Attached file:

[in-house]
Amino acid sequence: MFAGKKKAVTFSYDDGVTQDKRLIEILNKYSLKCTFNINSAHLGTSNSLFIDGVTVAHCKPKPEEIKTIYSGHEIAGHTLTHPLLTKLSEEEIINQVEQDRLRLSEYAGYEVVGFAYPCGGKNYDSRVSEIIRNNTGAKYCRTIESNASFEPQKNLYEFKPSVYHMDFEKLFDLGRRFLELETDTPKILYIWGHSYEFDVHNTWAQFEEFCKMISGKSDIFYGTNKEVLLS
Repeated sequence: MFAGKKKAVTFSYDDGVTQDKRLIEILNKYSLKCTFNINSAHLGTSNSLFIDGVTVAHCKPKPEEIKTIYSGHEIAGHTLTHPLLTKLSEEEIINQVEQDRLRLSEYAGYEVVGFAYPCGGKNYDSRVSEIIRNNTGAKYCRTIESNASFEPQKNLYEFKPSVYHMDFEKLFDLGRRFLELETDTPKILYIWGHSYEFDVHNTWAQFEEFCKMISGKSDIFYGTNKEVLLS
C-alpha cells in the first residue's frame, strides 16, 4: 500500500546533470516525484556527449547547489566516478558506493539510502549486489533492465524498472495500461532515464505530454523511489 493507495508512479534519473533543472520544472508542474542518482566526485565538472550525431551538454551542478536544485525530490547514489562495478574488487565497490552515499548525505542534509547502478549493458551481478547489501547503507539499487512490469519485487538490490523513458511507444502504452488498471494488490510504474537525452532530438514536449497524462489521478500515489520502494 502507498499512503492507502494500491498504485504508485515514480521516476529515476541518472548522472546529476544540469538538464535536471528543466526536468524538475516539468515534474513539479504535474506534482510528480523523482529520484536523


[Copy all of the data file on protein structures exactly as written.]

[in-house]
Amino acid sequence: MFAGKKKAVTFSYDDGVTQDKRLIEILNKYSLKCTFNINSAHLGTSNSLFIDGVTVAHCKPKPEEIKTIYSGHEIAGHTLTHPLLTKLSEEEIINQVEQDRLRLSEYAGYEVVGFAYPCGGKNYDSRVSEIIRNNTGAKYCRTIESNASFEPQKNLYEFKPSVYHMDFEKLFDLGRRFLELETDTPKILYIWGHSYEFDVHNTWAQFEEFCKMISGKSDIFYGTNKEVLLS
Repeated sequence: MFAGKKKAVTFSYDDGVTQDKRLIEILNKYSLKCTFNINSAHLGTSNSLFIDGVTVAHCKPKPEEIKTIYSGHEIAGHTLTHPLLTKLSEEEIINQVEQDRLRLSEYAGYEVVGFAYPCGGKNYDSRVSEIIRNNTGAKYCRTIESNASFEPQKNLYEFKPSVYHMDFEKLFDLGRRFLELETDTPKILYIWGHSYEFDVHNTWAQFEEFCKMISGKSDIFYGTNKEVLLS
C-alpha cells in the first residue's frame, strides 16, 4: 500500500546533470516525484556527449547547489566516478558506493539510502549486489533492465524498472495500461532515464505530454523511489 493507495508512479534519473533543472520544472508542474542518482566526485565538472550525431551538454551542478536544485525530490547514489562495478574488487565497490552515499548525505542534509547502478549493458551481478547489501547503507539499487512490469519485487538490490523513458511507444502504452488498471494488490510504474537525452532530438514536449497524462489521478500515489520502494 502507498499512503492507502494500491498504485504508485515514480521516476529515476541518472548522472546529476544540469538538464535536471528543466526536468524538475516539468515534474513539479504535474506534482510528480523523482529520484536523